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Deep Purple - Deep Purple In Rock CD (album) cover


Deep Purple



4.34 | 1150 ratings

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3 stars I'm no Deep Purple historian per se but I imagine that the following scenario isn't too far from the truth. After three interesting yet below average-selling prog rock-tinted LPs failed to keep their label afloat, the core members of the band decided big changes were necessary if they didn't want to fade into obscurity as just another group that scored a couple of hit singles in the late 60s. After securing a new contract with Warner Brothers they jettisoned crooner Rod Evans and bassist Nick Simper and replaced them with Ian Gillian and Roger Glover. At that juncture I envision organist Jon Lord and guitarist Ritchie Blackmore sitting down and making a deal. They would record two albums, one Jon's way and the other Ritchie's and whichever generated the most buzz would determine the direction they would take from then on. Lord's amateurish "Concerto for Group and Orchestra" came out first and fell flat on its face. "Deep Purple In Rock" was released next and the issue was resolved permanently.

Blackmore was right to realize that bands like The Who, Led Zeppelin, The Jeff Beck Group and The Jimi Hendrix Experience had opened up a whole new genre of popular music called hard rock and that there was an insatiable global audience that couldn't get enough of it. Ritchie calculated correctly that there was a very low tolerance for sweet ballads or restraint of any kind in this crowd, just a yearning for loud, guitar-based rock and roll with some ear-shattering vocals on top. When this album hit the racks and the airwaves in 1970 it attracted headbangers like bears to honey and stereo speakers were strained to (and beyond) their designed capabilities in millions of households and college dorm rooms as this barnburner spread like wildfire through a dry field.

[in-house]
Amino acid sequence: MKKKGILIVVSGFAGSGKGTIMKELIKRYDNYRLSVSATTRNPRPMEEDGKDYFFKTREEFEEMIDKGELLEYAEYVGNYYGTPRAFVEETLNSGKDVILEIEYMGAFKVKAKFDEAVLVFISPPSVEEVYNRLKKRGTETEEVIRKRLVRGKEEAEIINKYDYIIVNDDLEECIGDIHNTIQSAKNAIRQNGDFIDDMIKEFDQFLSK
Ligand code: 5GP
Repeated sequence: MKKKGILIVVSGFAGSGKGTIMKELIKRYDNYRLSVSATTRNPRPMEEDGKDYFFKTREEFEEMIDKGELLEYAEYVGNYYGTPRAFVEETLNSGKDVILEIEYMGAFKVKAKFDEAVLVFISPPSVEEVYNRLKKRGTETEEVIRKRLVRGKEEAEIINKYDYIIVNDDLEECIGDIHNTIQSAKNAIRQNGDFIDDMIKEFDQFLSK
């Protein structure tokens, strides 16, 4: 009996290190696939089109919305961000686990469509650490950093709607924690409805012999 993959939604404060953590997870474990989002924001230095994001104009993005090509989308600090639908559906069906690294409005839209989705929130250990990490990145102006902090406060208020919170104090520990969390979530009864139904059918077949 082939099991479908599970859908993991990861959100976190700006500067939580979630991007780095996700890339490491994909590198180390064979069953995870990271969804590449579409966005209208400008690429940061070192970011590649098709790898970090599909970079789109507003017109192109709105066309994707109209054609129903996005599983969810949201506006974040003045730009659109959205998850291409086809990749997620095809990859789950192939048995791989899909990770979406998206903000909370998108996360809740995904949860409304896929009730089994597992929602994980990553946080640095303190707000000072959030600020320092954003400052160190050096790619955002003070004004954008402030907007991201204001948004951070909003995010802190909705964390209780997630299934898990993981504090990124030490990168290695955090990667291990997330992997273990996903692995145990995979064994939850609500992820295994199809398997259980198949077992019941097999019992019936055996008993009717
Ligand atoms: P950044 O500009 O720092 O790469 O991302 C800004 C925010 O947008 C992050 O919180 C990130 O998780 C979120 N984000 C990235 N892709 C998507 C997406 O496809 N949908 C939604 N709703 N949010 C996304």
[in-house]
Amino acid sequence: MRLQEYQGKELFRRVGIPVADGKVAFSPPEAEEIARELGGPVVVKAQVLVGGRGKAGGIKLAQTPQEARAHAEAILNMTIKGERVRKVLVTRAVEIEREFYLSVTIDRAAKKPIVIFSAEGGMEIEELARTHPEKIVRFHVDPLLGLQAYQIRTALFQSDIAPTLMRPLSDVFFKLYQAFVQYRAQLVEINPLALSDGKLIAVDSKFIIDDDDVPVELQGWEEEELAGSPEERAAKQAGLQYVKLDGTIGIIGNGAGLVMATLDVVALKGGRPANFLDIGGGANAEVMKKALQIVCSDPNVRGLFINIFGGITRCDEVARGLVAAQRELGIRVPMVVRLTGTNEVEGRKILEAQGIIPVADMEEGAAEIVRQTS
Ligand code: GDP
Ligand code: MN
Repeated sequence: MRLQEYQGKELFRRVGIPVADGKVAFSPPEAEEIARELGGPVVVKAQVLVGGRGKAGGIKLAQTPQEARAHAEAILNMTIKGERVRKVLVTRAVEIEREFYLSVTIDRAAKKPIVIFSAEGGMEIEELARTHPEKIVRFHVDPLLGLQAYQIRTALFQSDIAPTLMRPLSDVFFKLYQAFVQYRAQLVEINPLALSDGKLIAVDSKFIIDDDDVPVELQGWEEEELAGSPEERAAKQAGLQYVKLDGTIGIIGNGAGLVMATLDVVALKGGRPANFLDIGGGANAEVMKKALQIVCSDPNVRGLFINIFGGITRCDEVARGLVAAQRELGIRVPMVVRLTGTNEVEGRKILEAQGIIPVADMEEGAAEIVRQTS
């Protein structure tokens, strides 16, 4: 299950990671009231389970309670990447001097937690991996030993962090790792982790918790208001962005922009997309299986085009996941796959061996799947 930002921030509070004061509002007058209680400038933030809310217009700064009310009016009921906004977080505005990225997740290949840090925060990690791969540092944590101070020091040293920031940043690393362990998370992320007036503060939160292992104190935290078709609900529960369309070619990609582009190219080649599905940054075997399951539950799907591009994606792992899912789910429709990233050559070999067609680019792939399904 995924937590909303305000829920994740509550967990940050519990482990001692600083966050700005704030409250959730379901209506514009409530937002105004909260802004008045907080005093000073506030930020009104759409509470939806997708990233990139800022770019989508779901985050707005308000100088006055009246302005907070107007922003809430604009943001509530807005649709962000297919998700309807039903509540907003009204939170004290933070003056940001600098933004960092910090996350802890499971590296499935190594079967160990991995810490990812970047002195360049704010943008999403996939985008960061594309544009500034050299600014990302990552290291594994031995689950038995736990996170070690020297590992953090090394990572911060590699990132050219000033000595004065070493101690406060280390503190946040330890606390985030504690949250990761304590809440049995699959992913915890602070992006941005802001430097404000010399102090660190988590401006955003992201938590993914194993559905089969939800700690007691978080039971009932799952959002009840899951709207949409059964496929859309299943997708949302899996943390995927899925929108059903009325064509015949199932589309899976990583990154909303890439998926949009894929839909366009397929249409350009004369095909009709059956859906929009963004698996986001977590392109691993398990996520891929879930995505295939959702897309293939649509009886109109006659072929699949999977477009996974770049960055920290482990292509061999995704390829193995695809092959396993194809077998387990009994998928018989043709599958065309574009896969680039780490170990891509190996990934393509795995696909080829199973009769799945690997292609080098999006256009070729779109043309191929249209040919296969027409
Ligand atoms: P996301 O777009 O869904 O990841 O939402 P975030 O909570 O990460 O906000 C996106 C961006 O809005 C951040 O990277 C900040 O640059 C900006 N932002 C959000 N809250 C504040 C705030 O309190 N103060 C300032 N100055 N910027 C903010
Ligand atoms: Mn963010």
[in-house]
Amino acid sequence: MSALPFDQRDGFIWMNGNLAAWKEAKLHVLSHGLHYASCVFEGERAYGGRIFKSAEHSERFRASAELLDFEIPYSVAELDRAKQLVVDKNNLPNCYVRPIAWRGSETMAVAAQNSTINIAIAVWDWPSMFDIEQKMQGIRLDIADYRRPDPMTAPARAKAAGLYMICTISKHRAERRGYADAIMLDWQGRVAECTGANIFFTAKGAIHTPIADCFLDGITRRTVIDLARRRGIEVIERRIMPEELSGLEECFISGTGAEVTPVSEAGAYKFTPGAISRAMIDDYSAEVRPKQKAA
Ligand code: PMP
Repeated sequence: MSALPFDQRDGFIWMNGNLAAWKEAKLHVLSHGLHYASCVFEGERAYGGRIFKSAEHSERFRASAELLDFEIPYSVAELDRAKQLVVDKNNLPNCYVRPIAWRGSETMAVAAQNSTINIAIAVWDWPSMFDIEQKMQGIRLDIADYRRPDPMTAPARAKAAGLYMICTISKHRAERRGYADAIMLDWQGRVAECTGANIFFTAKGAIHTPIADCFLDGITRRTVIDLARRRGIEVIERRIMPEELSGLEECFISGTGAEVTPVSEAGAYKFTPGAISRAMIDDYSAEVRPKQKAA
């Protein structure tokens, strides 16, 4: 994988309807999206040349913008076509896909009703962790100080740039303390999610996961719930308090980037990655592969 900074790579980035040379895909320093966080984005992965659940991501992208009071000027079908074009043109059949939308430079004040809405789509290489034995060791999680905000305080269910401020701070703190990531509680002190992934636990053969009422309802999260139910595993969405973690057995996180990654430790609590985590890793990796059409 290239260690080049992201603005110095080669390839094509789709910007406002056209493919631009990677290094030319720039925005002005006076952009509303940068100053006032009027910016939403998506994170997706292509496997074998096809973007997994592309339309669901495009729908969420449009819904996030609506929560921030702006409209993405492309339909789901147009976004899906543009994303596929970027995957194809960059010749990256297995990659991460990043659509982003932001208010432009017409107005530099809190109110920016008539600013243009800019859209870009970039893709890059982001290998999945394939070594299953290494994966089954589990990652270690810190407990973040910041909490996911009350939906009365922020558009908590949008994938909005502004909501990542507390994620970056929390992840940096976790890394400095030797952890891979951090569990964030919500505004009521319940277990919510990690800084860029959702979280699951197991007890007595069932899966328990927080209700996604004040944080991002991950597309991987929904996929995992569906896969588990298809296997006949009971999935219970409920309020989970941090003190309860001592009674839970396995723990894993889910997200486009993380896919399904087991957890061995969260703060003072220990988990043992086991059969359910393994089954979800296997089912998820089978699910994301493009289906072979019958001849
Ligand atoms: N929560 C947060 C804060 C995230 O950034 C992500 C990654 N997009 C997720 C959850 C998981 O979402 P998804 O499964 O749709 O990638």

"Speed King" hits like a hammer, emphatically pointing out the band's intent as Blackmore and Glover's shared riff dominates the track. In fact, you have to listen carefully to even hear Lord's organ until the quieter middle section arrives where he and Ritchie trade some tasteful solos. And then there's the new singer. Ian Gillian's unbelievable, powerful vocal style is something to behold. As he so eloquently informs us, "I'm a speed king/you got to hear me sing/I'm a speed king/see me fly." On the next song, "Bloodsucker," when Gillian wails "Aww, no, no, no." it sounds like he deliberately stuck his finger into a wall socket and a whole new style of rock vocalization was born. The song is not much more than a heavy rock progression where, again, the organ doesn't really appear until its designated lead break but it is still memorable because Ian yaps incoherently like a rabid Pomeranian throughout the final verse. It's a slice of insanity. But what follows is a defining moment in the evolution of majestic, bigger-than-life rock anthems. "Child In Time" is 10:15 of Bic-waving, grandiose rock music that takes the listener on a journey of drastic peaks and valleys as they lay down the gauntlet for the competition to match. Gillian is a master here, singing delicately at first, then screaming like a banshee being stretched across a torture wheel. During the uptempo shuffle midway through Ritchie shreds his guitar's fretboard like a maniac and you have no difficulty hearing him as his axe booms through. The whole build up sequence is then repeated and the ending is a frenzied, end-of-the-world extravaganza that sounds like they destroyed the studio.

On "Flight of the Rat" Deep Purple displays everything their new direction is to be. It has an infectious recurring lick and a snarling guitar lead from Blackmore, a distorted organ ride from Jon and a lot of snazzy drumming from Ian Paice from start to finish (complete with a drawn out concert-style ending). Next is "Into the Fire" which is little more than a funky jam with Gillian's unusually rough voice sounding like he's been hollering for a few weeks too many. "Living Wreck" follows and, as the insightful liner notes tell you, "It takes all sorts - support your local groupie." Unfortunately, the tune is nothing to write home about, although Lord's organ shrieks are a fine imitation of an infuriated mountain lion. "Hard Lovin' Man" is obviously penned with the stage in mind because here they pull out all the stops. There's no doubt that this is Ritchie's baby because in the end they drop everything but the guitar out of the mix for a few bars and then for the finale you get to experience Blackmore doing his best Hendrix mimicry with a beat-the-guitar-into-submission musical homicide.

In retrospect I'd say that Deep Purple's first four LPs are a lot more progressive than this one. It's still a landmark album but, with the exception of "Child In Time," there's more proto-metal to be heard than psychedelia or art rock. There's certainly no lack of energy or enthusiasm, though, and for those who like a little classic skull pounding from time to time, this is your ticket. 3.4 stars.

Chicapah | 3/5 |


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